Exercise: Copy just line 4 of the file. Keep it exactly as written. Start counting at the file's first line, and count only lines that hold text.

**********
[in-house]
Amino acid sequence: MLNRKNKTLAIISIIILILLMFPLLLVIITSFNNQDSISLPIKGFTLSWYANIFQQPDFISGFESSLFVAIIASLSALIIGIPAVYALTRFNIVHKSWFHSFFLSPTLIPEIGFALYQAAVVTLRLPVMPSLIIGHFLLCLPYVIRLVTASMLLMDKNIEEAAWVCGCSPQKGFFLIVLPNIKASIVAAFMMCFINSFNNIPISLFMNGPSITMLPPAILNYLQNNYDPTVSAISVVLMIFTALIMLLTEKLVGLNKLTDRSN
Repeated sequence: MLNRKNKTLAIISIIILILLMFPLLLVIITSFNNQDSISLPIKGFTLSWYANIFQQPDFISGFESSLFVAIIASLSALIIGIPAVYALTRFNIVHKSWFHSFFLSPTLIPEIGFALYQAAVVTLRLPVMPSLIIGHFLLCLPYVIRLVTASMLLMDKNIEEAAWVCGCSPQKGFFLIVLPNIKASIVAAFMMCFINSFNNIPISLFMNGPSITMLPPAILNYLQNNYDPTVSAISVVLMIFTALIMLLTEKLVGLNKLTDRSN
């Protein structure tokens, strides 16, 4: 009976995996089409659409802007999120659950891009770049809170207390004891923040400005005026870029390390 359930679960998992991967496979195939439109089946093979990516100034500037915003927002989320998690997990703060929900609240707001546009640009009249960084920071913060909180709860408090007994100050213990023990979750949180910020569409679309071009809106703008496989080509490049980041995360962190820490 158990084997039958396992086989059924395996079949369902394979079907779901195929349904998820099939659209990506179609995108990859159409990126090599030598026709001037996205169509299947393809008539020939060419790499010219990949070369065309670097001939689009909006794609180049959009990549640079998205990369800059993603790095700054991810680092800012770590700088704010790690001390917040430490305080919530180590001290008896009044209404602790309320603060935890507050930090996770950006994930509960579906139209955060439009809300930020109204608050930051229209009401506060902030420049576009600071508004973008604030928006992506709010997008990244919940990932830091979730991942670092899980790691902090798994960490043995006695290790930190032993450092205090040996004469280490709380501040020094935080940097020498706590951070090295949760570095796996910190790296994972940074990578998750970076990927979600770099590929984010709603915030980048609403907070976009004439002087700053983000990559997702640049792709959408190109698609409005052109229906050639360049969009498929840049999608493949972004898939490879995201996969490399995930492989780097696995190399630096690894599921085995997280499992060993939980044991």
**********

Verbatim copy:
């Protein structure tokens, strides 16, 4: 009976995996089409659409802007999120659950891009770049809170207390004891923040400005005026870029390390 359930679960998992991967496979195939439109089946093979990516100034500037915003927002989320998690997990703060929900609240707001546009640009009249960084920071913060909180709860408090007994100050213990023990979750949180910020569409679309071009809106703008496989080509490049980041995360962190820490 158990084997039958396992086989059924395996079949369902394979079907779901195929349904998820099939659209990506179609995108990859159409990126090599030598026709001037996205169509299947393809008539020939060419790499010219990949070369065309670097001939689009909006794609180049959009990549640079998205990369800059993603790095700054991810680092800012770590700088704010790690001390917040430490305080919530180590001290008896009044209404602790309320603060935890507050930090996770950006994930509960579906139209955060439009809300930020109204608050930051229209009401506060902030420049576009600071508004973008604030928006992506709010997008990244919940990932830091979730991942670092899980790691902090798994960490043995006695290790930190032993450092205090040996004469280490709380501040020094935080940097020498706590951070090295949760570095796996910190790296994972940074990578998750970076990927979600770099590929984010709603915030980048609403907070976009004439002087700053983000990559997702640049792709959408190109698609409005052109229906050639360049969009498929840049999608493949972004898939490879995201996969490399995930492989780097696995190399630096690894599921085995997280499992060993939980044991």